4 inspirational female leaders on how to smash the glass ceiling
Hear from inspirational female business leaders on how women can break through the glass ceiling and become a fixture in the C-Suite’s of the UK’s biggest companiesJermaine Haughton
The number of women in senior positions at British companies has gone into reverse over the past year, with more than a third of businesses having no female managers at all.
In the retail industry the number of female chief executives appointed at UK retailers fell by 40% last year and less than one in six of all retail chief executives appointed last year were women, compared with one in four in 2014, according to the annual Retail CEO Tracker by recruitment firm Korn Ferry.
So with more still to do in terms of empowering women in the workplace, the Closing the Gender Gap: How to Retain Senior Women in Business from Best Companies - the masterminds behind The Sunday Times’ Best Companies to Work For List - offers advice from four successful women who have reached the top of their respective fields.
Kate Gaskin, director and founder of Right Angle Events, Hayley Smith, founder of Boxed Out PR, Angelica Malin, Editor-in-Chief of About Time Magazine and Penny de Valk, managing director of Penna Talent Practice share their views about what should be the focus of managers and executives in helping retain senior businesswomen.
Research shows that some women find it hard to see themselves as leaders. KPMG conducted a women’s leadership study that found confidence remains an important, though elusive, characteristic for many women seeking advancement in the workplace, as 63% cited confidence as a top characteristic of leaders, but six in 10 women felt they do not have what it takes to be a leader.
In a separate study, Julie Coffman and Bill Neuenfeldt found in their research for Bain & Company that young women enter the workplace full of confidence but over time that confidence declines sharply.
Upon starting their careers, 43% of female employees aspire to top management roles but after just two years on the job, “women’s aspiration levels drop by more than 60%...with only 16% of women” still thinking they can reach executive roles.
Women are also often less confident than men when putting themselves forward for jobs. A Hewlett-Packard internal report in 2014 found that men will apply for a job when they are 60% qualified, as opposed to women who believed they must be 100% qualified to put themselves forward for a new role.
Gaskin believes that a lack of confidence can have a huge impact on the direction of a woman’s career: “Overall I think self-belief is a tough one for some women. Women are less self-promoting, less likely to ask for a pay rise and more self-deprecating in applications.
“Companies being aware of that can get women to see that they can be as good as another individual who is more self-promoting. I don’t believe we should have quotas, positive discrimination or female-only sections, but we can encourage application, look for rising stars and dangle things in front of them.”
Hire from within for senior roles
When looking for people to fill positions in senior management, many companies will automatically look for candidates externally. Organisational hierarchy, plus this external search, can be damaging for retention across the board.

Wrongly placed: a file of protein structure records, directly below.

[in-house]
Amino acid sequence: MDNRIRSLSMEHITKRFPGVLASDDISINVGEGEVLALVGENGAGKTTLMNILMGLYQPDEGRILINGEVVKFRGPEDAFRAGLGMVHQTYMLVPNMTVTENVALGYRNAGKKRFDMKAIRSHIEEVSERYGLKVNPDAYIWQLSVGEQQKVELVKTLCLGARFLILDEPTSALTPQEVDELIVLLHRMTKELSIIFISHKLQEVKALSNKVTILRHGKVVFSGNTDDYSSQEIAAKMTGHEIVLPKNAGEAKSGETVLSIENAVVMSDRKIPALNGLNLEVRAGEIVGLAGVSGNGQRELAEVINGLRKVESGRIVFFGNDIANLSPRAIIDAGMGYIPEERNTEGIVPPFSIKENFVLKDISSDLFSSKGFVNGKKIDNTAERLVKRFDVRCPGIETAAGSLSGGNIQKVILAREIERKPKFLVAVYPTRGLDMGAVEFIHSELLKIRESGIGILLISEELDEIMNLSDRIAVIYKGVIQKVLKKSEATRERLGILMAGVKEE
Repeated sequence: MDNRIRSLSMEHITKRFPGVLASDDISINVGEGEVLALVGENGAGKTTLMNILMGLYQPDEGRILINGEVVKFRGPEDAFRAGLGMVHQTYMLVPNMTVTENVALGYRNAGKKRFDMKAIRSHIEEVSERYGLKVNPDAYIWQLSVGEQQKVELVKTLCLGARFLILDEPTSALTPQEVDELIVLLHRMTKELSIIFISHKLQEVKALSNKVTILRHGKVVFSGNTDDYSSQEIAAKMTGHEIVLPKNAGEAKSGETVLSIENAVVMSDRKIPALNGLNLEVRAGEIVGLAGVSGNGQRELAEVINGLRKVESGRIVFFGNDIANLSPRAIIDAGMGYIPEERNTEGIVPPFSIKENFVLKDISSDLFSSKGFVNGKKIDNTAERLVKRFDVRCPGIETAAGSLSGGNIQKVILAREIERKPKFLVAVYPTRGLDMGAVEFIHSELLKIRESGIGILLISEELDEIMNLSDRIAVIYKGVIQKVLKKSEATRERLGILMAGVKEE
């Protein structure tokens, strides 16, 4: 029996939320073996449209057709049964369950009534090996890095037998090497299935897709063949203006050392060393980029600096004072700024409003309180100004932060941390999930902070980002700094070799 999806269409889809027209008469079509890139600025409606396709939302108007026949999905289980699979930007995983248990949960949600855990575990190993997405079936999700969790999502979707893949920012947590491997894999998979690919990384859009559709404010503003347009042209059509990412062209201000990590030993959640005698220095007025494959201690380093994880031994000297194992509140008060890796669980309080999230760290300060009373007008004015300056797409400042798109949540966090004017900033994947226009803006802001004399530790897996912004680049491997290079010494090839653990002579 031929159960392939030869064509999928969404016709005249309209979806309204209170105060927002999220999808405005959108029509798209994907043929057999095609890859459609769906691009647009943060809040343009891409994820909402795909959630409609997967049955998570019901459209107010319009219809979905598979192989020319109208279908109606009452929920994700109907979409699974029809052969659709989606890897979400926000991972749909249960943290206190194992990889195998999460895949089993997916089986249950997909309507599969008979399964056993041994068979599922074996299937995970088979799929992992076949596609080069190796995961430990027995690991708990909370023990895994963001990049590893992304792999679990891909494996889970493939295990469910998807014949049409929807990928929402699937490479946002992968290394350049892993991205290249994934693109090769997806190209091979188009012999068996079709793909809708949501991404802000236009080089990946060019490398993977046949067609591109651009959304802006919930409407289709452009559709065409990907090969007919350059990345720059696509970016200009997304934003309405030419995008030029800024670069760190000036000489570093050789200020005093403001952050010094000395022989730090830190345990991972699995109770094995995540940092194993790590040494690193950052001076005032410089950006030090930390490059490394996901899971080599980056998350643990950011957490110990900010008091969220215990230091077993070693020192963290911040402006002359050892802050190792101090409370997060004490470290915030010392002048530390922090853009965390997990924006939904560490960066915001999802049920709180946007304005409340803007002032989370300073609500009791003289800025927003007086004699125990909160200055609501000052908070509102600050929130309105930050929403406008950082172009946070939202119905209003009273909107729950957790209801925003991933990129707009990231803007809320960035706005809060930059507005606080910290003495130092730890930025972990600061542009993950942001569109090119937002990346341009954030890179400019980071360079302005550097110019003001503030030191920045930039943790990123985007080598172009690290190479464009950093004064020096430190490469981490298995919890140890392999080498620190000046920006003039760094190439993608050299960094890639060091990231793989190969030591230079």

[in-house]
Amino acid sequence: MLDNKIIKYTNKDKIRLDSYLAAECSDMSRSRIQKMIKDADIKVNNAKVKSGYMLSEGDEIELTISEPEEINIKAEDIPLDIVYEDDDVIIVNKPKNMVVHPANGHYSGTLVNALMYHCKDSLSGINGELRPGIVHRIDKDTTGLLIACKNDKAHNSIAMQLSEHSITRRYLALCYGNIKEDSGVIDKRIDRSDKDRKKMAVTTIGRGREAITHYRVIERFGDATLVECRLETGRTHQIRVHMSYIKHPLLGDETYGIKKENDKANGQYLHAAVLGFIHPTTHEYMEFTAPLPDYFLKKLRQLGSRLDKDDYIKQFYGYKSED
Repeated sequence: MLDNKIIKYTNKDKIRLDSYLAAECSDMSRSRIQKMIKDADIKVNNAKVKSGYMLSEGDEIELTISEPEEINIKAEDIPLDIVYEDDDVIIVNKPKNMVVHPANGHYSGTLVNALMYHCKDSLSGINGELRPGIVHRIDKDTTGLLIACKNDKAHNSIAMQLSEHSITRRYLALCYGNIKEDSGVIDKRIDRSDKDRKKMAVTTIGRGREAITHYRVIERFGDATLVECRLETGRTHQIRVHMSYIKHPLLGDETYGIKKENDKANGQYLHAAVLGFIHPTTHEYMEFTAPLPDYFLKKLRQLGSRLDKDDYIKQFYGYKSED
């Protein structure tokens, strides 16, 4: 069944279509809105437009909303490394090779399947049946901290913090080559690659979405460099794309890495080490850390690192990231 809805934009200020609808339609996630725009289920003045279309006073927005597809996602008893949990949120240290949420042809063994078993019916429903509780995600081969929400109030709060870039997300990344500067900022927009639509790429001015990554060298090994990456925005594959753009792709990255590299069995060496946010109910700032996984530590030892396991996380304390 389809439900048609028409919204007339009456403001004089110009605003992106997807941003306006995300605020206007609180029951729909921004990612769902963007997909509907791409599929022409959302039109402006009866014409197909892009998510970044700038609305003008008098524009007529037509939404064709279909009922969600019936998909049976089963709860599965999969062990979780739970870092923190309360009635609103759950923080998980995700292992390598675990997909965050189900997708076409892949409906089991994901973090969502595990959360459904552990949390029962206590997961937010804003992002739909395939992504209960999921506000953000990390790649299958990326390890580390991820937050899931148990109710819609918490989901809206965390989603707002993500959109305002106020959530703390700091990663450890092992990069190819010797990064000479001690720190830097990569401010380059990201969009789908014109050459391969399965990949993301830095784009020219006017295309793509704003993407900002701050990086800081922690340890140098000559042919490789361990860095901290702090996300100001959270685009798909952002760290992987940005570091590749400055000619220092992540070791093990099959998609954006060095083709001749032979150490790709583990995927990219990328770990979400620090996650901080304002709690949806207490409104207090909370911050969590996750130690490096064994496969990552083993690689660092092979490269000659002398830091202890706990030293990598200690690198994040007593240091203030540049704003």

Career mapping and plans for progression have been clearly identified as a key factor for improving engagement and retention, and this is something that Smith feels is incredibly important: “Businesses often have good intentions to diversify their companies, and create higher positions for women, however there doesn’t always seem to be enough policy in place to make it happen.
“Career mapping from an employer can add value and loyalty, and create equal opportunities. This then removes the chances that women will not be aware of opportunities that are suited to them.”
Having someone to look up to can be incredibly advantageous, but the benefits of having a mentor in your career are seriously under-publicised to people at all levels.
For women in particular, the notorious lack of other women in senior leadership roles doesn’t serve as much inspiration.
In the research paper, Network Intervention: A Field Experiment to Assess the Effects of Formal Mentoring on Workplace Networks, assistant professor Sameer Srivastava of UC Berkeley's Haas School of Business found that workplace mentors benefit female employees more than men.
And female employees stand much to gain from formal, face-to-face mentoring programs. The paper reports that women gained more social capital from affiliation with a high-status mentor than their male counterparts.
Some corporations are already taking notice.
IBM currently pairs top leaders (often male) with female mentees who have been identified as future leaders. Intended to increase visibility of up-and-coming female leaders to top executives, as well as exposing female leaders to the most strategic work at the company, the mentor/mentee meet regularly, each learning from the other.
Malin feels that if more women are seen in roles such as these, then others will be motivated to follow: “One of the best things that companies could do is to actually get senior women from within their own companies to talk, because often you go to speeches or presentations and it’s very male-focused.
“Often when you go to career days hosted by big brands or big companies trying to recruit people, there’s still a lot of guys present.
“So I think one of the best things a company could do is get senior-level women who are already within the company to go and meet people. I think that would show the company itself to be quite favourable towards women, and for me it would encourage me to work there.”